The poet endured torture in the dungeons of the Communist state security
organization AVO, which had been used earlier for the same purpose by the
Hungarian Nazi movement, the Arrow-Cross. Eventually he “confessed” to being a
CIA spy, but laid a trap for the planners of a prospective show trial by
identifying his alleged American minders as Captain Edgar Allan Poe and Major
Walt Whitman. He spent his final night in that building -- now a museum called
The House of Terror, open to the public -- awaiting his promised execution at
dawn before being dispatched, instead, to serve a 25-year forced labour sentence
handed down without a trial.
He saved many of his poems composed in captivity by entrusting them to his
memory. He was assisted in this by his fellow prisoners -- including my two
informants whom I eventually interviewed in Toronto -- who memorized and recited
them during work. On their release from prison in the confusion following
Stalin’s death in 1953, the same comrades helped Faludy to reassemble the poems
Faludy chose exile again after the collapse of the 1956 Hungarian revolution
against Soviet rule, edited a literary journal in London, taught at Columbia
University in New York and received a Pulitzer Prize as well as an honorary
doctorate from the University of Toronto. He was nominated for a literary Nobel.
He returned to his homeland yet again at the age of 78, together with his lover
Eric Johnson, an American classicist poet, to witness the implosion of Communism
and the birth of democracy. He was greeted by a tumultuous welcome and more
literary prizes. More than a decade later, he married Fanny Kovács, a poet then
aged 28. This was his fourth marriage, in which he spent his final,
extraordinarily creative years.
Many English translations of Faludy’s poetry have been collected also in East
and West (1978) and Learn This Poem of Mine by Heart (1983), both ed.
John Robert Colombo, and Selected Poems (1985), trans. Robin
Skelton. Faludy's irreverent Hungarian adaptation of the Villon ballads has been
adapted further in my own English Free Women (1991).
His poetry is rich in unforgettable, romantic or flippant turns of phrase that
unfailingly draw their power from keen perception. The poems are often composed
in delicate, chanson-like tones that can unexpectedly give way to heart-chilling
horror, without ever compromising the highest standards of literature.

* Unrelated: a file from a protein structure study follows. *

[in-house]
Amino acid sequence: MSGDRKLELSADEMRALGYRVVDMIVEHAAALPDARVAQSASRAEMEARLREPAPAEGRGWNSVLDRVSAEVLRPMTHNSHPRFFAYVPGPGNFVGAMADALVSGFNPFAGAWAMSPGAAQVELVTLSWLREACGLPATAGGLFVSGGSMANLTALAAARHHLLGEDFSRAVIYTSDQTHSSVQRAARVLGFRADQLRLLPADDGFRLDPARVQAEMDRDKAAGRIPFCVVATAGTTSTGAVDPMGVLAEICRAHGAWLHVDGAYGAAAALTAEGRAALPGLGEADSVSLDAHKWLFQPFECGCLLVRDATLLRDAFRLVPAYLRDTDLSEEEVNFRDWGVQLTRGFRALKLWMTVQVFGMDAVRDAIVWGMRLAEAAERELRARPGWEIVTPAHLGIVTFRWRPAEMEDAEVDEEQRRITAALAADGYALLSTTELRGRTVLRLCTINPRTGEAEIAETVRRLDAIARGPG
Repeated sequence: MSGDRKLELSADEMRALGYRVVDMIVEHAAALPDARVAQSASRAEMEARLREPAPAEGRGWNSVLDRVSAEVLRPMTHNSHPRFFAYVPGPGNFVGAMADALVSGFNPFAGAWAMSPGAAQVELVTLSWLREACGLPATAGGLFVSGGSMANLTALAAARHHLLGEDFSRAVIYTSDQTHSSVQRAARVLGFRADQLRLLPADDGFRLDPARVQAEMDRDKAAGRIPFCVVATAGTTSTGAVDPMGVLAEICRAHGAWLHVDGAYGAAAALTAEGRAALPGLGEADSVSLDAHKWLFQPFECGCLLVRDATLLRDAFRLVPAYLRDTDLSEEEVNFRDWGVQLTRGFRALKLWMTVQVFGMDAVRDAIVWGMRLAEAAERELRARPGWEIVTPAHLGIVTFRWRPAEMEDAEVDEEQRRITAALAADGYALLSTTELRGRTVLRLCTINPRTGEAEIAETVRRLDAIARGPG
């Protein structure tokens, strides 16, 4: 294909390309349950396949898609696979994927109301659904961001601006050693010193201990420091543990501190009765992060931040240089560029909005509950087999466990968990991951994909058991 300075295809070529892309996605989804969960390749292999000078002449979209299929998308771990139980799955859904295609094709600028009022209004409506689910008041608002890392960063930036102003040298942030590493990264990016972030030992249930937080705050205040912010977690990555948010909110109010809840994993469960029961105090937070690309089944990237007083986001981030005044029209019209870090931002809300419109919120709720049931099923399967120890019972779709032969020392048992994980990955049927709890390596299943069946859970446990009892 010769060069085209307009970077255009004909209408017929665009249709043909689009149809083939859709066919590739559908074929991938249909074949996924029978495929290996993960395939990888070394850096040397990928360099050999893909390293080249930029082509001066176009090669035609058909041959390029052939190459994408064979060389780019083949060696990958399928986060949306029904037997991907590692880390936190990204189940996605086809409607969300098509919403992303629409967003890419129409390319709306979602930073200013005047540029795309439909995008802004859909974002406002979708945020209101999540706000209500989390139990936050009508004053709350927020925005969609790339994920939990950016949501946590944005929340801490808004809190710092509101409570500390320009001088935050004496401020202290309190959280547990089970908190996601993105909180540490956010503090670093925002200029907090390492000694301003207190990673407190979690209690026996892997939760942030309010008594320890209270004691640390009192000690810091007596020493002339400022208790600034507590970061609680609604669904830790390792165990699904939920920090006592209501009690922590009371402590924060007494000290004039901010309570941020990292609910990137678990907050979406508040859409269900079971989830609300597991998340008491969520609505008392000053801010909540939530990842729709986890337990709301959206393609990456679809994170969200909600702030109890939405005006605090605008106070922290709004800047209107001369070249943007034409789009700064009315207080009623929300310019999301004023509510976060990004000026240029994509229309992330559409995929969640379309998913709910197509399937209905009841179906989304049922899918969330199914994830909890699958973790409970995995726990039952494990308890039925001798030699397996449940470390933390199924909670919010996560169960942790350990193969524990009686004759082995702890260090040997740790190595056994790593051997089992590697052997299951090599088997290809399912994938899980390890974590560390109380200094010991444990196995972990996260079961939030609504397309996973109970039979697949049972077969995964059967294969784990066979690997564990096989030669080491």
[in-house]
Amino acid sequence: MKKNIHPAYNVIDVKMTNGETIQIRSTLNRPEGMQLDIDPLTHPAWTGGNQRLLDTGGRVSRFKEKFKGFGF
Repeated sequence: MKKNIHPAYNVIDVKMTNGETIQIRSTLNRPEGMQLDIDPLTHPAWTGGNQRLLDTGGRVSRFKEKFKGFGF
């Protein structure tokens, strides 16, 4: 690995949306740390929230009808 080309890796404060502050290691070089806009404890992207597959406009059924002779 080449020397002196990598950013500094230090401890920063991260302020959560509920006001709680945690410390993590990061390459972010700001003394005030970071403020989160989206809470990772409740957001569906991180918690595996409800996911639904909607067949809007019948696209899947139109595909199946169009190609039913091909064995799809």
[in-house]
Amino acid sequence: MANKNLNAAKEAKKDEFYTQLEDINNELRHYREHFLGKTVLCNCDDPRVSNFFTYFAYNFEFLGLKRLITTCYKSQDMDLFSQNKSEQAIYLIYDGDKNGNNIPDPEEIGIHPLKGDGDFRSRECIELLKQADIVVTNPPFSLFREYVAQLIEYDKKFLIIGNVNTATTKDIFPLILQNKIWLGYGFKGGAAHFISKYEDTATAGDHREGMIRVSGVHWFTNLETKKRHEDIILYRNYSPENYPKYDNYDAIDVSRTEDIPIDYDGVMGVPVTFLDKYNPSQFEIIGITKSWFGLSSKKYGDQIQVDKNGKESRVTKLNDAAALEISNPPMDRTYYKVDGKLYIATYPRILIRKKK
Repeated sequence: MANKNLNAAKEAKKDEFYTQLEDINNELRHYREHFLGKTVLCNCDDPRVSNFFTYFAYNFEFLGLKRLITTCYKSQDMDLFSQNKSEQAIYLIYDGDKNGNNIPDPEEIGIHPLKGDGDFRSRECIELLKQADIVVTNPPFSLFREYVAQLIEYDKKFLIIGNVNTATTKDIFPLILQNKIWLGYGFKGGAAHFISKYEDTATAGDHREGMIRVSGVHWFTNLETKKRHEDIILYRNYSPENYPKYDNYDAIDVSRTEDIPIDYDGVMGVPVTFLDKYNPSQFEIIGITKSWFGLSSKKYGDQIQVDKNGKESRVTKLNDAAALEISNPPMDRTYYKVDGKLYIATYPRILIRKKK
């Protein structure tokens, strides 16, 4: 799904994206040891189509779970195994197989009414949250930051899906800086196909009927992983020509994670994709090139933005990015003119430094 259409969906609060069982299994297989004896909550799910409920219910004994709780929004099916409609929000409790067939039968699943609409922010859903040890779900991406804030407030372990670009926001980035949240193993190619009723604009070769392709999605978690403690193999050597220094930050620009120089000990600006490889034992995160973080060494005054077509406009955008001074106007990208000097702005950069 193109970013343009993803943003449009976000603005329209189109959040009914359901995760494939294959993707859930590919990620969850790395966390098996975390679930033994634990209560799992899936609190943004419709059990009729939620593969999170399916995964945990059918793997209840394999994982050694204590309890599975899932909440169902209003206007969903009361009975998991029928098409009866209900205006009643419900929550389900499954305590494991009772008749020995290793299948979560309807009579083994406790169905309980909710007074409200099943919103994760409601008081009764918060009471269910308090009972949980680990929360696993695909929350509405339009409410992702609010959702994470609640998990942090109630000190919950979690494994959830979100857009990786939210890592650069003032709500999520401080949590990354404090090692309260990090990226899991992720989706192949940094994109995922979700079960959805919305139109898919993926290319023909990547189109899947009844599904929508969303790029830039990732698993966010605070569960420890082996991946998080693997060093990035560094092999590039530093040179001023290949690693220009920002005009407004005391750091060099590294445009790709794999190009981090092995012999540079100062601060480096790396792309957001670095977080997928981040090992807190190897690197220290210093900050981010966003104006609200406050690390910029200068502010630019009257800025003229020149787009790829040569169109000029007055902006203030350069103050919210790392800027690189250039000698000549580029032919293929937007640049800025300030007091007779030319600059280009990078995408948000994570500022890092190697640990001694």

Yet Faludy has remained an irritant to many Hungarian teachers, critics and
editors. I think this is because of his irrepressible voice in praise of
freedom, an anathema to the very nature of the literary establishment here that
has evolved through the long decades of rigid regulation under successive
tyrannies. And perhaps he was too successful at flouting social conventions and
egging on his detractors to embarrass themselves.
The literary elite tore into Faludy’s reputation after his death by questioning
the value of his poetry and even the veracity of My Happy Days in Hell.
While the world mourned the passing of a brilliant mind, a minor Hungarian
writer opined in an obituary published by The Guardian newspaper of
London that the book contained “picaresque adventures and saucy anecdotes...
even if it is uncertain how much of it is based on fact”. He also asserted that
Faludy’s verse was “rarely faultless”.
Another writer stated on an establishment literary website, without citing
evidence, that the book was full of “fibs”. And even before his funeral, which
turned into a spontaneous demonstration of national grief, the mass circulation
Népszabadság newspaper of Budapest categorically ruled that “the
Hungarian literary canon does not recognize Faludy”.
Perhaps the silliest and most revealing criticism was sounded during the recent
election campaign by a leader of the far-Right Jobbik party -- the heirs of the
murderous war-time Arrow-Cross -- expressing outrage over the recital of a
Faludy poem at a public event. Faludy was a “well known Zionist enemy of the
Hungarian nation”, the speaker declared (also in the absence of evidence) and
proposed that in future all poems chosen for public performance should be
routinely vetted by the authorities.
But all this will pass into irrelevance. The city of Toronto has already adopted
Faludy as its own poet and named after him a small park beneath the apartment
where he had spent 14 years of his exile. As Eastern Europe passes through its
awkward present transition away from authoritarian rule, Faludy may yet teach
its administrators of culture how to trust their own public, and even their own
THOMAS ORSZÁG-LAND is a poet and award-winning foreign correspondent who writes
from London and his native Budapest. His last book was CHRISTMAS IN
AUSCHWITZ: Holocaust Poetry Translated from the Hungarian of András Mezei
(Smokestack Press, England, 2010).